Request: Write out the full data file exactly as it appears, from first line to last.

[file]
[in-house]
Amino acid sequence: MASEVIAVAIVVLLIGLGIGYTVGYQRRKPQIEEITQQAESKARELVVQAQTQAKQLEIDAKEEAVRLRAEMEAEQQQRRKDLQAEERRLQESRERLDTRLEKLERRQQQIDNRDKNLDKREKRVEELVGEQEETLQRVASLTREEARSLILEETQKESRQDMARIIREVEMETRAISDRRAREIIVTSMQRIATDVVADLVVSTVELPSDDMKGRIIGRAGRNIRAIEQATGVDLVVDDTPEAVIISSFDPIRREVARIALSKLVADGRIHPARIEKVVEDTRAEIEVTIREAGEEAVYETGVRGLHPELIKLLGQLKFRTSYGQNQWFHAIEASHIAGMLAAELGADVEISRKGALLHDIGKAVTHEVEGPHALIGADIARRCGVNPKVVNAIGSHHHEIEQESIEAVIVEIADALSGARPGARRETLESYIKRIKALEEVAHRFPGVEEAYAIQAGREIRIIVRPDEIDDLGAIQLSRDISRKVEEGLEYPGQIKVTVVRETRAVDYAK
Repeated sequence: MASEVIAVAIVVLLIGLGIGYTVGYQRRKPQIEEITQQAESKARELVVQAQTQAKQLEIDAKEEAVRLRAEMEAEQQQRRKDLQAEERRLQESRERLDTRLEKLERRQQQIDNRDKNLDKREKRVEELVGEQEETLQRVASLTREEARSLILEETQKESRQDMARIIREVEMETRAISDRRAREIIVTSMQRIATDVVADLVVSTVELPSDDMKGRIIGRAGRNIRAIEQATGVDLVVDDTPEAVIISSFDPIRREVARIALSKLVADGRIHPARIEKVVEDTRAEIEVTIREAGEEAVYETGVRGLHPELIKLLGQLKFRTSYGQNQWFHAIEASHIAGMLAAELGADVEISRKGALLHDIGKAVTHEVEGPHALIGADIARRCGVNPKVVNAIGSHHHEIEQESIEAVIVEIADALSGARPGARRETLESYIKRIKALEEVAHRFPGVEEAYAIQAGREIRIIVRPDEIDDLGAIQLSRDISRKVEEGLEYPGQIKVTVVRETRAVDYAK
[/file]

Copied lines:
[in-house]
Amino acid sequence: MASEVIAVAIVVLLIGLGIGYTVGYQRRKPQIEEITQQAESKARELVVQAQTQAKQLEIDAKEEAVRLRAEMEAEQQQRRKDLQAEERRLQESRERLDTRLEKLERRQQQIDNRDKNLDKREKRVEELVGEQEETLQRVASLTREEARSLILEETQKESRQDMARIIREVEMETRAISDRRAREIIVTSMQRIATDVVADLVVSTVELPSDDMKGRIIGRAGRNIRAIEQATGVDLVVDDTPEAVIISSFDPIRREVARIALSKLVADGRIHPARIEKVVEDTRAEIEVTIREAGEEAVYETGVRGLHPELIKLLGQLKFRTSYGQNQWFHAIEASHIAGMLAAELGADVEISRKGALLHDIGKAVTHEVEGPHALIGADIARRCGVNPKVVNAIGSHHHEIEQESIEAVIVEIADALSGARPGARRETLESYIKRIKALEEVAHRFPGVEEAYAIQAGREIRIIVRPDEIDDLGAIQLSRDISRKVEEGLEYPGQIKVTVVRETRAVDYAK
Repeated sequence: MASEVIAVAIVVLLIGLGIGYTVGYQRRKPQIEEITQQAESKARELVVQAQTQAKQLEIDAKEEAVRLRAEMEAEQQQRRKDLQAEERRLQESRERLDTRLEKLERRQQQIDNRDKNLDKREKRVEELVGEQEETLQRVASLTREEARSLILEETQKESRQDMARIIREVEMETRAISDRRAREIIVTSMQRIATDVVADLVVSTVELPSDDMKGRIIGRAGRNIRAIEQATGVDLVVDDTPEAVIISSFDPIRREVARIALSKLVADGRIHPARIEKVVEDTRAEIEVTIREAGEEAVYETGVRGLHPELIKLLGQLKFRTSYGQNQWFHAIEASHIAGMLAAELGADVEISRKGALLHDIGKAVTHEVEGPHALIGADIARRCGVNPKVVNAIGSHHHEIEQESIEAVIVEIADALSGARPGARRETLESYIKRIKALEEVAHRFPGVEEAYAIQAGREIRIIVRPDEIDDLGAIQLSRDISRKVEEGLEYPGQIKVTVVRETRAVDYAK